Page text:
Vioxx Clinical Issues

The US FDA approved Vioxx (rofecoxib) on May 21, 1999 for the treatment of painful menstruation, acute pain in adults and for the relief of the signs and symptoms of osteoarthritis. Like its cousins, aspirin, ibuprofen and naproxen, Vioxx is a non-steroidal anti-inflammatory drug (NSAID).

But, unlike these conventional NSAIDs which block both COX-1 and COX-2 enzymes, Vioxx and the other coxibs only inhibit COX-2, the enzyme involved in pain and inflammation. Vioxx does not block the ubiquitous COX-1 enzyme which protects the stomach lining and is, therefore, thought to be gentler on the digestive tract than the older NSAIDs, which can cause ulcers and bleeding in some individuals.

The claim that COX-2 inhibitors or coxibs are less likely to cause bleeding and other digestive tract complications became their selling point – despite the fact that no one has ever said that they are more effective than classic NSAIDs in reducing pain and that only less than 10 percent of the population gets stomach damage from the older drugs. Nevertheless, under the influence of the drug companies, physicians switched patients from drugs costing eight cents a day to the $1 to $3 coxibs.

Now, with the accumulating data pointing to Vioxx’s increased risk of cardiovascular injury, researchers hypothesize that COX-2 inhibitors suppress a protein responsible for the health of blood vessels and could promote the clotting that causes heart attacks and strokes as a result. Additionally, COX-2 blockers raise blood pressure.

Although results of studies involving other COX-2 inhibitors, such as Celebrex (celecoxib), seem to suggest that these competitors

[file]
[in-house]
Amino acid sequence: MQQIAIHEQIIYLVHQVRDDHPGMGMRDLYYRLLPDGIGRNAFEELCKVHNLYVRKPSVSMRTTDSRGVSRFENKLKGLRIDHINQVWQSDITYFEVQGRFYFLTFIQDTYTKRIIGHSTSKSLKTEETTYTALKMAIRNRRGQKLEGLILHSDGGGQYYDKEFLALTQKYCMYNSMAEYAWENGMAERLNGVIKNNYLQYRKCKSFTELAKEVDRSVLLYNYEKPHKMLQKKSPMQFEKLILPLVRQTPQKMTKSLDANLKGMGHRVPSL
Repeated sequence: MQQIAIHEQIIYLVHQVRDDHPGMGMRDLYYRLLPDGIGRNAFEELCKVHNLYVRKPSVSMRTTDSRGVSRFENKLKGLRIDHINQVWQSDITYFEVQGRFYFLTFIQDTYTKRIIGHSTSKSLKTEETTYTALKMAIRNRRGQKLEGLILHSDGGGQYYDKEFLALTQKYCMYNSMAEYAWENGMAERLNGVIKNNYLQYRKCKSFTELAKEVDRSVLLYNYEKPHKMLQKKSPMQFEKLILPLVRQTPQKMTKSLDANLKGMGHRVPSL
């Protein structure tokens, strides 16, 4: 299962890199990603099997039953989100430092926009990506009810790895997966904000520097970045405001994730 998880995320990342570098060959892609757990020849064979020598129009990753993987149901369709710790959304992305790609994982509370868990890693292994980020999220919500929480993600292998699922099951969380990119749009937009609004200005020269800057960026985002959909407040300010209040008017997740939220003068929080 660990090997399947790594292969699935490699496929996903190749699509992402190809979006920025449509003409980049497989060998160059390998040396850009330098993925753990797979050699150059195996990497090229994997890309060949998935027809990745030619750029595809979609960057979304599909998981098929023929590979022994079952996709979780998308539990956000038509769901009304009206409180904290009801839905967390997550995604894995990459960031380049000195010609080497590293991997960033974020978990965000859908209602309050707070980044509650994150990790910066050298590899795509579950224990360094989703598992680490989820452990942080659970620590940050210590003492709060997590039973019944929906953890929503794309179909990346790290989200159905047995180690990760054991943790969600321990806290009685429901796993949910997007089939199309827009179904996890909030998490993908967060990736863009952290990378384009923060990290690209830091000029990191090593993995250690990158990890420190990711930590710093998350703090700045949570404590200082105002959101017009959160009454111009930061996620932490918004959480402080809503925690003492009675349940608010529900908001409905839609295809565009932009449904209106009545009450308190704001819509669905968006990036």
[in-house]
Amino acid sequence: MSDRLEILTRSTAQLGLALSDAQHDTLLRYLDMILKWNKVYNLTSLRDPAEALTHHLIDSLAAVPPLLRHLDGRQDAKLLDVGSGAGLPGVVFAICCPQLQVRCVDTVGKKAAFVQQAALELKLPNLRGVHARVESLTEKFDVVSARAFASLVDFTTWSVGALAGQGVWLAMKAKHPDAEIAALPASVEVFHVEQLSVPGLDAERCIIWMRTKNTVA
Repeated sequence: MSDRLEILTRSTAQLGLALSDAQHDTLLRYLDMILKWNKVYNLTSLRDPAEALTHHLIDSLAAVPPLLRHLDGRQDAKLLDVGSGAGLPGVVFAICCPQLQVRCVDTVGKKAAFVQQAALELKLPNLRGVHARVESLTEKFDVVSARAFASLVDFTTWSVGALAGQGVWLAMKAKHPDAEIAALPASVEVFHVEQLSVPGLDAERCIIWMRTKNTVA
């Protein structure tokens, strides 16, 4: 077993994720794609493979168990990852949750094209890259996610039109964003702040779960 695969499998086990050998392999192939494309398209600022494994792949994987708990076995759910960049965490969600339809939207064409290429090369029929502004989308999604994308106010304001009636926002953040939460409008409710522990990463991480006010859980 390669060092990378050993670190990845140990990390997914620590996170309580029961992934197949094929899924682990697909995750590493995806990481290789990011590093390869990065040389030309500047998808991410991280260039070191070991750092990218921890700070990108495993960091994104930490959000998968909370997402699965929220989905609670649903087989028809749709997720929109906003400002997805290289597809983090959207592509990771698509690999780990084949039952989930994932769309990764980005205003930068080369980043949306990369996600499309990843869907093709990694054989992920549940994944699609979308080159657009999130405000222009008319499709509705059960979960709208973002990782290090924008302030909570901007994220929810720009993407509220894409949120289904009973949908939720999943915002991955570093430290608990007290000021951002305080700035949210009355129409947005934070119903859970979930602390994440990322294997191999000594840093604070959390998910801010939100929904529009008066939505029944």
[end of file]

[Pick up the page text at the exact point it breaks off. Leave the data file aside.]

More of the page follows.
may be safer, researchers now speculate that drugs in the same class as Vioxx may appear to be safe because the FDA has not yet required the randomized, controlled trials necessary for definitive answers. Clearly, scientists and researchers worldwide are focused on the cardiovascular safety of the entire class of COX-2 inhibitors.

Since its introduction in 1999, Vioxx’s indications for use have expanded to include relief for the signs and symptoms of rheumatoid arthritis in adults; relief of the signs and symptoms of pauciarticular or polyarticular course Juvenile Rheumatoid Arthritis in patients two years and older; and for the acute treatment of migraine attacks. However, as its uses expanded, data accumulated to show an increased risk of cardiovascular events with the use of Vioxx. On November 2, 2004, FDA posted on its website an early version of a recently completed observational study into the safety of Vioxx.

FDA investigators now estimate that over 27,000 excess cases of acute myocardial infarction and sudden cardiac death occurred in the USA between 1999 and 2003. In the November 5, 2004 editorial of The Lancet, Richard Horton states: “Today we publish results from a cumulative meta-analysis which show that the unacceptable cardiovascular risks of Vioxx (rofecoxib) were evident as early as 2000 – a full 4 years before the drug was finally withdrawn from the market by its manufacturer, Merck.”